Mackinac Center research is often of low quality and because of this it should be treated with considerable skepticism by the public, policy makers and political leaders. Indeed, much of the work of the Mackinac Center may have cause more confusion than clarity in the public discussion of the issues that it has addressed by systematically ignoring evidence that does not agree with its proposed solutions.
On the issue of prison privatization specifically, the Mackinac Center has been pushing a privatization agenda for years, hand in hand with ALEC and the private incarceration industry. Mother Jones highlighted some of Mackinac's conflicts of interest (emphasis added):
A cause underlying much of the [Mackinac Center's] work is privatization. Its scholars have called for privatizing Amtrak, prisons, and even the state's flagship university, the University of Michigan. The center publishes the Michigan Privatization Report, and offers how-tos on privatizing school districts and suggests local contractors available for hire to replace existing public services.
The Mackinac Center is also connected to the American Legislative Exchange Council, the private organization that allows corporations and lobbyists to craft legislation for use at the state level. For instance, as NPR reported last fall, Arizona's draconian immigration bill was based on a "model bill" written by private industry, including the Corrections Corporation of America, the nation's leading private prisons company that operates corrections facilities around the country.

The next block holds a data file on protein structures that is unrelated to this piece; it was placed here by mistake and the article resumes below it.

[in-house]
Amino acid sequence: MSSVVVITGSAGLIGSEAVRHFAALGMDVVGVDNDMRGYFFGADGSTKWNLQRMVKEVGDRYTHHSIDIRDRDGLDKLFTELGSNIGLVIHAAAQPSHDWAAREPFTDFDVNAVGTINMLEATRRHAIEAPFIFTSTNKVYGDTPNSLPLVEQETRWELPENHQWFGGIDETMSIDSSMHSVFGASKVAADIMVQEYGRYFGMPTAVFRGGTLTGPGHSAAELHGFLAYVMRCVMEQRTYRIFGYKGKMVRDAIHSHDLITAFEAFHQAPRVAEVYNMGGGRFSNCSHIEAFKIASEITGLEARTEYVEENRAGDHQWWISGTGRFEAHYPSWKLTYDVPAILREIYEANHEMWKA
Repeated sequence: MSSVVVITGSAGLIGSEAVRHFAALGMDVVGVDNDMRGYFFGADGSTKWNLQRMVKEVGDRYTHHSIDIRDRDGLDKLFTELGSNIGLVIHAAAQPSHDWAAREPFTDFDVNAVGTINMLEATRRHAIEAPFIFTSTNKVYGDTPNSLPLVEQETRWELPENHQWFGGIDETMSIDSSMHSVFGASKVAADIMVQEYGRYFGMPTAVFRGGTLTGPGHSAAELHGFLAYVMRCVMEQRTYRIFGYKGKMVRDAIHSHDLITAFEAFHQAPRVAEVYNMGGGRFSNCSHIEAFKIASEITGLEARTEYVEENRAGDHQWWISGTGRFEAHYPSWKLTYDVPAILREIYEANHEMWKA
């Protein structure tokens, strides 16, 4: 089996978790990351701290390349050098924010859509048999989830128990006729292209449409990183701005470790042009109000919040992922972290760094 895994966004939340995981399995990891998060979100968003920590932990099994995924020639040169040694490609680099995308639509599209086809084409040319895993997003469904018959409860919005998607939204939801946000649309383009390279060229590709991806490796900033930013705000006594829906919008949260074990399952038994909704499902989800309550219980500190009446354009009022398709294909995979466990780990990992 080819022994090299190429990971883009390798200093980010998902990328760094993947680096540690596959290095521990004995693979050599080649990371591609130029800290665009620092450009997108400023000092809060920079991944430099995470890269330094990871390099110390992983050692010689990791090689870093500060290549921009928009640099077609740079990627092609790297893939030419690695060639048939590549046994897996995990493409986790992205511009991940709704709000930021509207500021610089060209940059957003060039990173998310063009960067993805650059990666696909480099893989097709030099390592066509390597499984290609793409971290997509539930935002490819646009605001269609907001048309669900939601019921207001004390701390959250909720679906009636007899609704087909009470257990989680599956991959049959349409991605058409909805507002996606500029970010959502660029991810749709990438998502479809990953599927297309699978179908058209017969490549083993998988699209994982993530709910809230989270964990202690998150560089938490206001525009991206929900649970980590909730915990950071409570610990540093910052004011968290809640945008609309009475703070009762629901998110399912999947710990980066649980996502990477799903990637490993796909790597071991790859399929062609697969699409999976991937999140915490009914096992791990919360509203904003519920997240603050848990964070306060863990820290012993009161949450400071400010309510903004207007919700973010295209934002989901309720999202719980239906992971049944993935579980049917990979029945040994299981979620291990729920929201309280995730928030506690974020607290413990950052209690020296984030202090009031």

In other words, Wolfram is part of an extensive network of right-wing ideologues pushing an agenda for the benefit of their private industry funders. But as far as the Free Press readers know, Wolfram is just a professor of economics and public policy at a small, local college.
As anti-immigrant legislation has flooded state houses from coast to coast over the past two years -- culminating most notably with the Supreme Court's review of Arizona's controversial SB 1070 -- the nation's print media have given voice to the anti-immigrant special interest groups cheerleading (and in some cases orchestrating) these initiatives. Many of these groups have ties to white nationalist organizations and racists, and at least one has been designated a hate group by the Southern Poverty Law Center. These extremist ties have not prevented the nation's most respected newspapers, as well as the Associated Press and Reuters, from citing the institutions as authorities on the immigration debate.
In fact, a Media Matters analysis of news coverage since SB 1070's introduction in January 2010 has discovered that the nation's top five newspapers (New York Times, L.A. Times, USA Today, Wall Street Journal, Washington Post), the Associated Press, and Reuters have cited these groups over 250 times. Over that period, Mississippi, Missouri, Tennessee and Virginia, among other states, have introduced strict immigration bills that -- by their introduction alone -- have been met with a measure of success.
If print media plays a part in shaping public opinion, isn't it fair to ask whether the normalization of these extremist groups in the pages of America's daily papers has advantaged the ability of anti-immigrant measures to reach fruition?
For details on the methodology and other information in the Media Matters report, click here.